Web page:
Compared to previous branding, where marketers were delivering messages at consumers who did not necessarily want to hear it, “the new marketplace rewards more participatory, more sincere, and less directive marketing styles” (Deighton & Kornfeld, 2009, p.4). Further, Armelini and Villanueva (2011) argue that people want “dialogue, not a monologue delivered from the stage” (p.30). They suggest that finding the right balance between content and selling becomes crucial in today’s environment. Nowadays brands must take a step backwards, providing interactive information and entertainment via social media before they start selling to the consumer (Vries et al. 2012). In fact, Fournier and Avery (2011) state that “the web was created not to sell branded products, but to link people together in collective conversational webs” (p. 139).
Moreover, Christodoulides (2009) perceives that post-internet branding should facilitate conversations around the brand. With the rise of Web 2.0, marketers eventually need to acknowledge the fact that “social media was made for people, not for brands” (Fournier & Avery, 2011, p. 139). Consumers increasingly develop their own take on companies in online conversations which is often in conflict with the intended message. However, this remains largely outside of the control of the brand. Further, it is argued that the brand manager’s role should rather be seen as a brand ‘host’ than a guardian (Christodoulides, 2009). According to Deighton and Kornfeld (2009) marketers must ensure a form of interactivity that facilitates “identity projects and contribute to the collective making of meaning” (p.9). After all, consumers are no longer “passive receptacles of brand identities projected by marketers; they are active co-producers of brand meanings” (Bendapudi & Leone, 2003, p. 26).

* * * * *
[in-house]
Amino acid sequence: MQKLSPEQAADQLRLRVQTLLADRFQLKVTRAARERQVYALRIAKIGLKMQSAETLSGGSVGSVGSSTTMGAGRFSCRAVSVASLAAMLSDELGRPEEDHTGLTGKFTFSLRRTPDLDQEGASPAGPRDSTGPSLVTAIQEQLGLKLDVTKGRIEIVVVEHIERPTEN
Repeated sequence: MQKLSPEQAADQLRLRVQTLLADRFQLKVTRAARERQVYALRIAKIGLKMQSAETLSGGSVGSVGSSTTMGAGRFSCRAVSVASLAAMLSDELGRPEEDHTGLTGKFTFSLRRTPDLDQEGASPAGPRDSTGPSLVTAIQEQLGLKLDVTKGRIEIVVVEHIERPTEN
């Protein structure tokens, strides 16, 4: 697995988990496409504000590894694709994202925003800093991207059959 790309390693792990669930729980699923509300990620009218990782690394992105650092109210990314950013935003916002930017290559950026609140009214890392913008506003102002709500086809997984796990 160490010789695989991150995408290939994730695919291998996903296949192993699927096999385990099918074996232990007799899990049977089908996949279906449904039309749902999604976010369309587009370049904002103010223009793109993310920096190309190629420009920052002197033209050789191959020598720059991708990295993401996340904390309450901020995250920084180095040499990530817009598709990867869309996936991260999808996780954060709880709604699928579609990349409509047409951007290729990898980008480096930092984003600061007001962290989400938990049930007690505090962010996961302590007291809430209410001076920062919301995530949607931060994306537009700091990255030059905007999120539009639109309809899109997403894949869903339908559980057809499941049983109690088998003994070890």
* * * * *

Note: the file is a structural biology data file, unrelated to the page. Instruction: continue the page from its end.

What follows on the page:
Deighton and Kornfeld (2009) argue the most attractive form of interactivity to marketing is the one that facilitates peoples' negotiation of identity and meaning. Enabling online interactivity also creates opportunities for marketers to contribute to culture – if they offer engaging, relevant content, consumers are more likely to embrace, and not fight, brand messages. Cultural production in social media includes the online sharing of links, images, and videos with friends, family, and others. Referring to the active role of the consumer in the production of modern culture, Fournier (1998) has stated that in the construction of brand relationships is not simply what marketers have in mind for them, but rather how consumers use brands in order to add meaning to their lives.
Since branding is ultimately about reaching out to people on a personal level, marketers may experience a constant “tension” between encouraging creativity and maintaining brand control. As the empowered consumer is given a platform to display their own perspective on companies, this form of open dialogue might backfire against them in the form of anti-brand communities or brand hijacking which may do serious damage to the brand (Armelini & Villanueva, 2011; Cova & Pace, 2006; Krishnamurthy & Kucuk, 2009). Thus, Singh and Sonnenburg (2012) argue that the brand owner is in charge of navigating “its brand content through the consumer-generated content to ensure that consumers' brand stories remain as close as possible to the brand owner's desired story” (p.190).